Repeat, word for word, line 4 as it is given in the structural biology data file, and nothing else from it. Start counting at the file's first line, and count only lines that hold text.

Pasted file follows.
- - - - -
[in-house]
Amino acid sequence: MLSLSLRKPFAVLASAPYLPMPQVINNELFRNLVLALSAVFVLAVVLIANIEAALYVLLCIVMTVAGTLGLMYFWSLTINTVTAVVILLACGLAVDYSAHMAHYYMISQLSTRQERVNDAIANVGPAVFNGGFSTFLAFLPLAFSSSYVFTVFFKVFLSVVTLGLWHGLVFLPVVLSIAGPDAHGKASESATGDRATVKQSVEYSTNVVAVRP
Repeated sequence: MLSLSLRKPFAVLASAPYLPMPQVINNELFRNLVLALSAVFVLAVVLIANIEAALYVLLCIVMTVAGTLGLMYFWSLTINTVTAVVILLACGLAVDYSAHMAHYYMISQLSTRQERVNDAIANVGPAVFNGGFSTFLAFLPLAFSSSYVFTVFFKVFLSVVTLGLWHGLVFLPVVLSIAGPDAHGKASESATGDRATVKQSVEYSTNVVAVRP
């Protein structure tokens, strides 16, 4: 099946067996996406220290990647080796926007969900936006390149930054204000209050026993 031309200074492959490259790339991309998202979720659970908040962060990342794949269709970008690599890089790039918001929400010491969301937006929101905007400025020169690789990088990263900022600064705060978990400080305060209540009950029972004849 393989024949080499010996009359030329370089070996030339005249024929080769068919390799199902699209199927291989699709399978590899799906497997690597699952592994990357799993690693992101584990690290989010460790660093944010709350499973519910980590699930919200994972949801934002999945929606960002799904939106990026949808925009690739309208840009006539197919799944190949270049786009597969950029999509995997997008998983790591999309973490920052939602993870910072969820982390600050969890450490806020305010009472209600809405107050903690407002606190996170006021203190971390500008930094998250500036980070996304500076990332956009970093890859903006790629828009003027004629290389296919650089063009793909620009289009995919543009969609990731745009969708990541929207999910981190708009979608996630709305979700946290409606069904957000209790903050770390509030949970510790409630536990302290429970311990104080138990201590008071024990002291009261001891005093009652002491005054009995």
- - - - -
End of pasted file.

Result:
């Protein structure tokens, strides 16, 4: 099946067996996406220290990647080796926007969900936006390149930054204000209050026993 031309200074492959490259790339991309998202979720659970908040962060990342794949269709970008690599890089790039918001929400010491969301937006929101905007400025020169690789990088990263900022600064705060978990400080305060209540009950029972004849 393989024949080499010996009359030329370089070996030339005249024929080769068919390799199902699209199927291989699709399978590899799906497997690597699952592994990357799993690693992101584990690290989010460790660093944010709350499973519910980590699930919200994972949801934002999945929606960002799904939106990026949808925009690739309208840009006539197919799944190949270049786009597969950029999509995997997008998983790591999309973490920052939602993870910072969820982390600050969890450490806020305010009472209600809405107050903690407002606190996170006021203190971390500008930094998250500036980070996304500076990332956009970093890859903006790629828009003027004629290389296919650089063009793909620009289009995919543009969609990731745009969708990541929207999910981190708009979608996630709305979700946290409606069904957000209790903050770390509030949970510790409630536990302290429970311990104080138990201590008071024990002291009261001891005093009652002491005054009995």